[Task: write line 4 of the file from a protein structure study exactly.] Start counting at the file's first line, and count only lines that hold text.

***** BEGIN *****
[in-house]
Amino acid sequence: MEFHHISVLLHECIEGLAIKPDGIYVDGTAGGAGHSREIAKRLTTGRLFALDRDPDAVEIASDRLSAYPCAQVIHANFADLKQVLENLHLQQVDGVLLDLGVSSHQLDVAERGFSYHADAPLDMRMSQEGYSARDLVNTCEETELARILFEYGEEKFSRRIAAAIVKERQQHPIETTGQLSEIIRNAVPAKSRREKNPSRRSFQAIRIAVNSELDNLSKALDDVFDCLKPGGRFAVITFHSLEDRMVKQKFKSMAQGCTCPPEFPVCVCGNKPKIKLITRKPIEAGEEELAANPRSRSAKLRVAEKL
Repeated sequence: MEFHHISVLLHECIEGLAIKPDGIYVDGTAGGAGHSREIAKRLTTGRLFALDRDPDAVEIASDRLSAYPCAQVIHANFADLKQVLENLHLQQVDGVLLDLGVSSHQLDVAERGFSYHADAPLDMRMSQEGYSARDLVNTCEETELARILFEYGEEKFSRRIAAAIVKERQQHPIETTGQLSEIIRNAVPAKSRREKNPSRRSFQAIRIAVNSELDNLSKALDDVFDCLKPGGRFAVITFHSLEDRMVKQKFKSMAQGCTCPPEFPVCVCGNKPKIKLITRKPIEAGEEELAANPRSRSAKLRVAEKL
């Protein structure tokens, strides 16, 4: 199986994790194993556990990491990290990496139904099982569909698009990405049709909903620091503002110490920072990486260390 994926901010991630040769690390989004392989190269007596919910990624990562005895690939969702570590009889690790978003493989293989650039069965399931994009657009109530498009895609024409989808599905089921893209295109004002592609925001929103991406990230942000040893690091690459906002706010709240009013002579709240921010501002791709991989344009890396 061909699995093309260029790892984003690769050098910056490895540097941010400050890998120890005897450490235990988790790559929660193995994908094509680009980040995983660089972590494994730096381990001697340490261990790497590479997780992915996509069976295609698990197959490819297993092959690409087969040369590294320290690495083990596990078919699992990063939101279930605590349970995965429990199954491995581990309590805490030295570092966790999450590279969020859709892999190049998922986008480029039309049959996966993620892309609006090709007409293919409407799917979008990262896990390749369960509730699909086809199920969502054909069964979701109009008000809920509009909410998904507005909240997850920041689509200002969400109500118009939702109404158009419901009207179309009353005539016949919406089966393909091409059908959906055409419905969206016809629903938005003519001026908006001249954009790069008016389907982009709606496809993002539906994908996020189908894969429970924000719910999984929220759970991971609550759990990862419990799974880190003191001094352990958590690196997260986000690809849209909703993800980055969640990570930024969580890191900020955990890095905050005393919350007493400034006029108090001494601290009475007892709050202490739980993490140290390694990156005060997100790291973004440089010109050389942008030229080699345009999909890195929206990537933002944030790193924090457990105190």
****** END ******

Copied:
């Protein structure tokens, strides 16, 4: 199986994790194993556990990491990290990496139904099982569909698009990405049709909903620091503002110490920072990486260390 994926901010991630040769690390989004392989190269007596919910990624990562005895690939969702570590009889690790978003493989293989650039069965399931994009657009109530498009895609024409989808599905089921893209295109004002592609925001929103991406990230942000040893690091690459906002706010709240009013002579709240921010501002791709991989344009890396 061909699995093309260029790892984003690769050098910056490895540097941010400050890998120890005897450490235990988790790559929660193995994908094509680009980040995983660089972590494994730096381990001697340490261990790497590479997780992915996509069976295609698990197959490819297993092959690409087969040369590294320290690495083990596990078919699992990063939101279930605590349970995965429990199954491995581990309590805490030295570092966790999450590279969020859709892999190049998922986008480029039309049959996966993620892309609006090709007409293919409407799917979008990262896990390749369960509730699909086809199920969502054909069964979701109009008000809920509009909410998904507005909240997850920041689509200002969400109500118009939702109404158009419901009207179309009353005539016949919406089966393909091409059908959906055409419905969206016809629903938005003519001026908006001249954009790069008016389907982009709606496809993002539906994908996020189908894969429970924000719910999984929220759970991971609550759990990862419990799974880190003191001094352990958590690196997260986000690809849209909703993800980055969640990570930024969580890191900020955990890095905050005393919350007493400034006029108090001494601290009475007892709050202490739980993490140290390694990156005060997100790291973004440089010109050389942008030229080699345009999909890195929206990537933002944030790193924090457990105190």